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Jim Henson

For the same named company, see The Jim Henson Company
Jim Henson
Jim Henson

James Maury Henson (September 24, 1936May 16, 1990), commonly known as Jim Henson, was one of the most important puppeteers in modern American television history. He was also a filmmaker, television producer, and the founder of The Jim Henson Company and the Jim Henson Foundation .

Creator of The Muppets, and the leading force behind their long creative run, Henson brought an engaging cast of characters, innovative ideas, and a sense of timing and humor to millions of people. He is also widely acknowledged for the ongoing vision of faith, friendship, magic, and love which was infused in nearly all of his work.


Early work

Born in Greenville, Mississippi in 1936, Henson moved with his family to Hyattsville, Maryland, near Washington, D.C. in the late 1940s. In 1954, while still in high school, he began working for WTOP-TV creating puppets for a Saturday morning children's show. The next year he created Sam and Friends, a five-minute puppet show for WRC-TV, while attending the University of Maryland. Sam and Friends were already recognizably Muppets, and the show included a primitive version of what would become Henson's signature character, Kermit the Frog. Already he was experimenting with the techniques that would change the way puppetry was used on television, notably using the frame defined by the camera shot to allow the puppeteer to work from off-camera.


The success of Sam and Friends led to a series of guest appearances on network talk and variety shows. To this day, Muppets appear as "guests" on shows such as The Tonight Show and Hollywood Squares, with particularly memorable appearances by Kermit and Miss Piggy on 60 Minutes and Cookie Monster on Martha Stewart Living. Henson himself appeared as a guest on many shows, including the Ed Sullivan Show. The greatly increased exposure led to hundreds of commercial appearances (mostly for Wilkins Coffee) by Henson characters through the 1960s.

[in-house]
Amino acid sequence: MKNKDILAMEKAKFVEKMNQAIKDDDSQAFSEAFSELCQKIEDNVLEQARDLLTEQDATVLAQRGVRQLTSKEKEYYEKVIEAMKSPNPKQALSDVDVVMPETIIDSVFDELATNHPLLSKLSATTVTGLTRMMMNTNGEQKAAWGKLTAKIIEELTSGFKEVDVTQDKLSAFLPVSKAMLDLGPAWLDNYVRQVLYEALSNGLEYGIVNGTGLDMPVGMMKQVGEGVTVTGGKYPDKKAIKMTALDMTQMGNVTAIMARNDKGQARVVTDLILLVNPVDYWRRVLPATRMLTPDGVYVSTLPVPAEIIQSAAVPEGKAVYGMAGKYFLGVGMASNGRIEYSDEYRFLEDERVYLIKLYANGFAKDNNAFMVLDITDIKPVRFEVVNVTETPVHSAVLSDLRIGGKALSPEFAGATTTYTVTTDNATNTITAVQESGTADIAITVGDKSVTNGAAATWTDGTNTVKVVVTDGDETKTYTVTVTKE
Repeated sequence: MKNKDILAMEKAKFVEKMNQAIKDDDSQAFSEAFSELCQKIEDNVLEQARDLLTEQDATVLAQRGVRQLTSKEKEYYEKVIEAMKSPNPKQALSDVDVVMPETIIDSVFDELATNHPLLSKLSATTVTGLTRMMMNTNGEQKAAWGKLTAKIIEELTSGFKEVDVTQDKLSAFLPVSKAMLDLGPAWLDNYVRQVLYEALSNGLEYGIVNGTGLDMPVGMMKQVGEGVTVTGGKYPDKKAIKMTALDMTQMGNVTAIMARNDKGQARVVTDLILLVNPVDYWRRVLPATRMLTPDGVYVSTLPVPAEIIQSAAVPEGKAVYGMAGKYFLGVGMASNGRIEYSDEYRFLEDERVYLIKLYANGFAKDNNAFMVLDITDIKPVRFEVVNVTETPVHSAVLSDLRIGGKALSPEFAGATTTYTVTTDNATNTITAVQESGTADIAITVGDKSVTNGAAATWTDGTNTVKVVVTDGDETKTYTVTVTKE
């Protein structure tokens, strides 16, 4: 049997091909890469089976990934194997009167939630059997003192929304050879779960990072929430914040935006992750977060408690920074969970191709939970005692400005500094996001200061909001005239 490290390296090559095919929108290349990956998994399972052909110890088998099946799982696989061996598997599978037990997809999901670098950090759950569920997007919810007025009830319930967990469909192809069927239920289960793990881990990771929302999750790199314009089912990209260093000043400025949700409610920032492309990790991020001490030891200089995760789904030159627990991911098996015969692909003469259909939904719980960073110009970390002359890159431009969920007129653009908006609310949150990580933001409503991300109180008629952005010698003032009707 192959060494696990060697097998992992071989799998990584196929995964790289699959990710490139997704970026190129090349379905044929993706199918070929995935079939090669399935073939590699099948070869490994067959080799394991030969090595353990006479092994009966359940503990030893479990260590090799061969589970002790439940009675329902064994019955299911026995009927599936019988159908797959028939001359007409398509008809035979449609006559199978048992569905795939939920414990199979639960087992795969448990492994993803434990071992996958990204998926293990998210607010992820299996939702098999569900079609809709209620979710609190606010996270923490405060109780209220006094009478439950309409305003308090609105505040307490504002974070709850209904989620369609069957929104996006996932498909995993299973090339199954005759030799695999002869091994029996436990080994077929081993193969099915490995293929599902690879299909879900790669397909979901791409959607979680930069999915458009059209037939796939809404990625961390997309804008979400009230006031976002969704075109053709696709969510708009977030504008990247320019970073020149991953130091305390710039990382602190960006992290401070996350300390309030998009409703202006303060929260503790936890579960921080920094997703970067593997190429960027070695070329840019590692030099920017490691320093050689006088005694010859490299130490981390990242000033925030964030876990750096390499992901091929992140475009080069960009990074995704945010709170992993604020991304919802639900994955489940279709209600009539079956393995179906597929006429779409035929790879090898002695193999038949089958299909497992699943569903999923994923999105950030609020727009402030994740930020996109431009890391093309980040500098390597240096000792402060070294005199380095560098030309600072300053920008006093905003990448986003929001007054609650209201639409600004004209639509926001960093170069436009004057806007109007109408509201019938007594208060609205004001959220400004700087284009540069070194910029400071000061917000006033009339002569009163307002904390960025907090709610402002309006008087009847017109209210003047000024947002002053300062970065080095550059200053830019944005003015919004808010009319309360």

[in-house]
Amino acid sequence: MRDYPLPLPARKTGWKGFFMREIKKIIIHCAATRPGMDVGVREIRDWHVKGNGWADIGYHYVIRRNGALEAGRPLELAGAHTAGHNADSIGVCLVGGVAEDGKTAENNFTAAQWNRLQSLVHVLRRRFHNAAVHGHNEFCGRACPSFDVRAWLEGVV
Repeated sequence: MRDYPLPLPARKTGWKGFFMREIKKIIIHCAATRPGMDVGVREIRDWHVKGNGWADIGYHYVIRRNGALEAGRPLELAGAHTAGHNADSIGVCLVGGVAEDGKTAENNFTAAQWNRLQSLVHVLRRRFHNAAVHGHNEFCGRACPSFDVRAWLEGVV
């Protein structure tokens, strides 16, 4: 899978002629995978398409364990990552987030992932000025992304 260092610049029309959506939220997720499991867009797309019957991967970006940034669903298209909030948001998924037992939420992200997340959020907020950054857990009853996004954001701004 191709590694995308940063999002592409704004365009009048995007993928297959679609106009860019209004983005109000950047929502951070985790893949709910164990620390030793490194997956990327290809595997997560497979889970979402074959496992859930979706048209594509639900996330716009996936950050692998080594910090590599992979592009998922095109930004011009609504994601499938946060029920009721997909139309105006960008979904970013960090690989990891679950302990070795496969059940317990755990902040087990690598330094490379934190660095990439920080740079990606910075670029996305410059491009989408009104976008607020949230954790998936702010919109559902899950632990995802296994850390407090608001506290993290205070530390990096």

In 1963 Henson and his wife Jane, also a puppeteer, moved to New York City, where the newly formed Muppets, Inc. would reside for some time. Henson devised Rowlf, a piano-playing anthropomorphic dog, the first Muppet to make a regular appearance on a network show (The Jimmy Dean Show). At that time Henson's long-time partner Frank Oz also came on board with the new company.

From 1964 to 1968, Henson began exploring film-making, and produced a series of experimental films. His nine-minute experimental film Time Piece was nominated by the Academy of Motion Picture Arts and Sciences for an Academy Award for Live Action Short Film in 1966. The NBC TV movie The Cube from 1969 is another experimental film that Jim Henson had produced.

In 1968, Joan Ganz Cooney and the team at the Children's Television Workshop began work on Sesame Street, a visionary children's program for public television. Part of the show was set aside for a series of funny, colorful puppet characters living on the titular street. These included Oscar the Grouch, Ernie and Bert, Cookie Monster, and Big Bird. Kermit was also included as a roving Television News Reporter; a frill was added around his neck, to make him a frog. At first the puppetry was separated from the realistic segments on the street, but after a poor test screening in Philadelphia, the show was revamped to integrate the two and place much greater emphasis on Henson's work.


Henson, Oz, and his team targeted an adult audience with a series of sketches on Saturday Night Live, set mostly in the Land of Gorch . Eleven sketches aired between October 1975 and January 1976, with four additional appearances in March, April, May, and September. The SNL writers never got comfortable writing for the characters.